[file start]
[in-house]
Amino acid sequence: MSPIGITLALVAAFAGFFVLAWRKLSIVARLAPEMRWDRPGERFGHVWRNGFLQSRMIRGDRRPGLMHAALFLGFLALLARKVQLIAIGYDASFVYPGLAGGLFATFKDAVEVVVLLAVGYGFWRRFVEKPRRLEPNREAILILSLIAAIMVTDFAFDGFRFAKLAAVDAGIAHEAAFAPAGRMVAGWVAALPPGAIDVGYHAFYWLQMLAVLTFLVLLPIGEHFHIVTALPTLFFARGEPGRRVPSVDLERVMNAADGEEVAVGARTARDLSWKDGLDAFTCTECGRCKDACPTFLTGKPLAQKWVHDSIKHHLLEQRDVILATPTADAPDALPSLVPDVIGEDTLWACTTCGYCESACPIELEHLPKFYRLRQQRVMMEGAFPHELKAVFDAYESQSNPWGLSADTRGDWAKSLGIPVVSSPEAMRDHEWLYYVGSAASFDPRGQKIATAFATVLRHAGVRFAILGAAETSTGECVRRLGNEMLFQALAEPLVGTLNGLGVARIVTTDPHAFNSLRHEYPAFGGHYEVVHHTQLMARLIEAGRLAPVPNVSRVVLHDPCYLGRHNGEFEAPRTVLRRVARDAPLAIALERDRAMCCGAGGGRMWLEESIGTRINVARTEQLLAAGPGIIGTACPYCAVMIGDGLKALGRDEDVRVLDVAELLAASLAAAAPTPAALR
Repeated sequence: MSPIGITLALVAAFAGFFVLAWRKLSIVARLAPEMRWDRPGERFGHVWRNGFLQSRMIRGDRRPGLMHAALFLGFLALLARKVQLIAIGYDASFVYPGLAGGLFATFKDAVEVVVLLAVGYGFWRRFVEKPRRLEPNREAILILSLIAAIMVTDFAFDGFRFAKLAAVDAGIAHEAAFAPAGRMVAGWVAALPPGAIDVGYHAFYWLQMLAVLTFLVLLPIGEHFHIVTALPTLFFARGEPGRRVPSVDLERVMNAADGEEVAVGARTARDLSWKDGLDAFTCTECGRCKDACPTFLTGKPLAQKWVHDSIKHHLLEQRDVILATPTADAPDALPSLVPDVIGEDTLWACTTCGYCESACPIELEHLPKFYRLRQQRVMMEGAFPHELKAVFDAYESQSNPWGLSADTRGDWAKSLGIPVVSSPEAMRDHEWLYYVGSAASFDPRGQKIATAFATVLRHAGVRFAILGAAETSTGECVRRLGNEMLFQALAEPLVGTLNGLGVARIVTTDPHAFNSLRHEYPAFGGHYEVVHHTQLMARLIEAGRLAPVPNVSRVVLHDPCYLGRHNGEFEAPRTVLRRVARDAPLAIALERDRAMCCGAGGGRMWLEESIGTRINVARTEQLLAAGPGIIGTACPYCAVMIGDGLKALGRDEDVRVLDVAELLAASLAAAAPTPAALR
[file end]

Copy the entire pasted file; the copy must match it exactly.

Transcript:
[in-house]
Amino acid sequence: MSPIGITLALVAAFAGFFVLAWRKLSIVARLAPEMRWDRPGERFGHVWRNGFLQSRMIRGDRRPGLMHAALFLGFLALLARKVQLIAIGYDASFVYPGLAGGLFATFKDAVEVVVLLAVGYGFWRRFVEKPRRLEPNREAILILSLIAAIMVTDFAFDGFRFAKLAAVDAGIAHEAAFAPAGRMVAGWVAALPPGAIDVGYHAFYWLQMLAVLTFLVLLPIGEHFHIVTALPTLFFARGEPGRRVPSVDLERVMNAADGEEVAVGARTARDLSWKDGLDAFTCTECGRCKDACPTFLTGKPLAQKWVHDSIKHHLLEQRDVILATPTADAPDALPSLVPDVIGEDTLWACTTCGYCESACPIELEHLPKFYRLRQQRVMMEGAFPHELKAVFDAYESQSNPWGLSADTRGDWAKSLGIPVVSSPEAMRDHEWLYYVGSAASFDPRGQKIATAFATVLRHAGVRFAILGAAETSTGECVRRLGNEMLFQALAEPLVGTLNGLGVARIVTTDPHAFNSLRHEYPAFGGHYEVVHHTQLMARLIEAGRLAPVPNVSRVVLHDPCYLGRHNGEFEAPRTVLRRVARDAPLAIALERDRAMCCGAGGGRMWLEESIGTRINVARTEQLLAAGPGIIGTACPYCAVMIGDGLKALGRDEDVRVLDVAELLAASLAAAAPTPAALR
Repeated sequence: MSPIGITLALVAAFAGFFVLAWRKLSIVARLAPEMRWDRPGERFGHVWRNGFLQSRMIRGDRRPGLMHAALFLGFLALLARKVQLIAIGYDASFVYPGLAGGLFATFKDAVEVVVLLAVGYGFWRRFVEKPRRLEPNREAILILSLIAAIMVTDFAFDGFRFAKLAAVDAGIAHEAAFAPAGRMVAGWVAALPPGAIDVGYHAFYWLQMLAVLTFLVLLPIGEHFHIVTALPTLFFARGEPGRRVPSVDLERVMNAADGEEVAVGARTARDLSWKDGLDAFTCTECGRCKDACPTFLTGKPLAQKWVHDSIKHHLLEQRDVILATPTADAPDALPSLVPDVIGEDTLWACTTCGYCESACPIELEHLPKFYRLRQQRVMMEGAFPHELKAVFDAYESQSNPWGLSADTRGDWAKSLGIPVVSSPEAMRDHEWLYYVGSAASFDPRGQKIATAFATVLRHAGVRFAILGAAETSTGECVRRLGNEMLFQALAEPLVGTLNGLGVARIVTTDPHAFNSLRHEYPAFGGHYEVVHHTQLMARLIEAGRLAPVPNVSRVVLHDPCYLGRHNGEFEAPRTVLRRVARDAPLAIALERDRAMCCGAGGGRMWLEESIGTRINVARTEQLLAAGPGIIGTACPYCAVMIGDGLKALGRDEDVRVLDVAELLAASLAAAAPTPAALR